Breath-Holding Spells - Topic Overview
What are breath-holding spells?
spells are brief periods when young children stop breathing for up to 1 minute.
These spells often cause a child to pass out (lose consciousness).
Breath-holding spells usually occur when a young child is angry, frustrated, in
pain, or afraid. But the spell is a reflex. Children don't have breath-holding spells on purpose.
There are two types of breath-holding spells:
- A cyanotic spell is caused by a change in the child's usual breathing pattern, usually in response to feeling angry or frustrated. It's the most common type.
- A pallid spell is caused by a slowing of the child's heart rate, usually in response to pain.
Some children may have both types of spells at one
time or another.
Breath-holding spells can occur
in children between 6 months and 6 years of age. They are most common from 1 to
3 years of age. Some children have them every day, and some have them only once in a while.
spells are usually not serious and don't cause lasting damage. With time, they go away on their own.
What causes breath-holding spells?
spells are usually caused by either a change in the child's breathing or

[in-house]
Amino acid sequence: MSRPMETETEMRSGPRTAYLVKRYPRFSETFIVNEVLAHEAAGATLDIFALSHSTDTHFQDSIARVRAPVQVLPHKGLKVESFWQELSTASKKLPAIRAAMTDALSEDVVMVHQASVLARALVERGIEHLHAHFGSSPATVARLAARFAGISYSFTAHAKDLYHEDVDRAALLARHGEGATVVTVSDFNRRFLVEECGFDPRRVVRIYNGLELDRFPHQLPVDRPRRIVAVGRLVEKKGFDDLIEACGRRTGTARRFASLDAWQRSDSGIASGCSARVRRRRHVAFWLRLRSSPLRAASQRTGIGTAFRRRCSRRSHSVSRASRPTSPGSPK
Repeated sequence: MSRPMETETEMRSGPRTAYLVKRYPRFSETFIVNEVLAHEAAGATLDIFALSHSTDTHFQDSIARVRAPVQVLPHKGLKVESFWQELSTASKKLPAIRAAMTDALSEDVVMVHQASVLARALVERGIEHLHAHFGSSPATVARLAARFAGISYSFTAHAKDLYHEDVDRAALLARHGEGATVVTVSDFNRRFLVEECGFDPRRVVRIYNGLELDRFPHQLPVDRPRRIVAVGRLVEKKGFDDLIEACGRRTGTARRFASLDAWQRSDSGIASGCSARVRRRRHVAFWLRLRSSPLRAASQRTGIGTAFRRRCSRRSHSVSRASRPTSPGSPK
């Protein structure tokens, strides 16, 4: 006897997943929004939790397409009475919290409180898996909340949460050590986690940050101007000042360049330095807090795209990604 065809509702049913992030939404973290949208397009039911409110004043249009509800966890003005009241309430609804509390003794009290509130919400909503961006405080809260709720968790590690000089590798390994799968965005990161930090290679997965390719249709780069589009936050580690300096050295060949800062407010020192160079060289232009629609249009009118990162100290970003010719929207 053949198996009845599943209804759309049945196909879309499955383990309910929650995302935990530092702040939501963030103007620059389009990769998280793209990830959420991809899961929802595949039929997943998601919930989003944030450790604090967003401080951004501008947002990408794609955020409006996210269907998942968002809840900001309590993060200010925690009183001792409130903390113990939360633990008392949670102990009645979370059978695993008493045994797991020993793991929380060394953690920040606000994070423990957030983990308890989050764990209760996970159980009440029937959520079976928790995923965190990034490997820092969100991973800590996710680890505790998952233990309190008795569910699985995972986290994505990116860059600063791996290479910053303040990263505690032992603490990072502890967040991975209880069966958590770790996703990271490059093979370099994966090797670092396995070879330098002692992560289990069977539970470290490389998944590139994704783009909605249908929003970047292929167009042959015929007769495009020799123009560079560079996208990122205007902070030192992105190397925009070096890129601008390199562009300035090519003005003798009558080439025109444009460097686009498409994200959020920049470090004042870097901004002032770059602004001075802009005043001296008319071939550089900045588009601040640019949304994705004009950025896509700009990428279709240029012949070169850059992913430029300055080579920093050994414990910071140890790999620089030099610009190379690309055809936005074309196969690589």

a slowing of the heart rate. These reactions may be brought on by pain or by
In some children,
breath-holding spells may be related to
iron deficiency anemia, a condition in which the body
doesn't produce a normal number of red blood cells.
What are the symptoms?
A breath-holding spell may cause:
- Fainting. It usually lasts for less than a minute.
- Twitching muscles, a stiff body, or a seizure.
- Changes in breathing and heartbeat.
- In a cyanotic spell: The child may breathe too fast or too hard. When the child breathes out, there may be a long pause before the child takes another breath.
- In a pallid spell: The heartbeat may slow down.
- Changes in skin color.
- In a cyanotic spell: The skin may turn red or blue-purple, especially around the lips.
- In a pallid spell: The skin may be pale and sweaty.
- In a cyanotic spell: There may be a short burst of intense crying.
- In a pallid spell: There may be a single cry or no cry at all.
How are breath-holding spells diagnosed?
Doctors can usually diagnose breath-holding spells based on what happens during a spell. The doctor will examine your child and ask you to
describe the spells. It may help for you to keep a record of what happens during each spell.
If your doctor thinks that your child has a seizure
disorder or another condition, such as iron deficiency anemia, your child may need other tests.
How are they treated?
Most children don't need treatment for breath-holding spells. Spells will go away as your child gets older. If your doctor thinks that
a medical condition is causing the spells, your child may need treatment.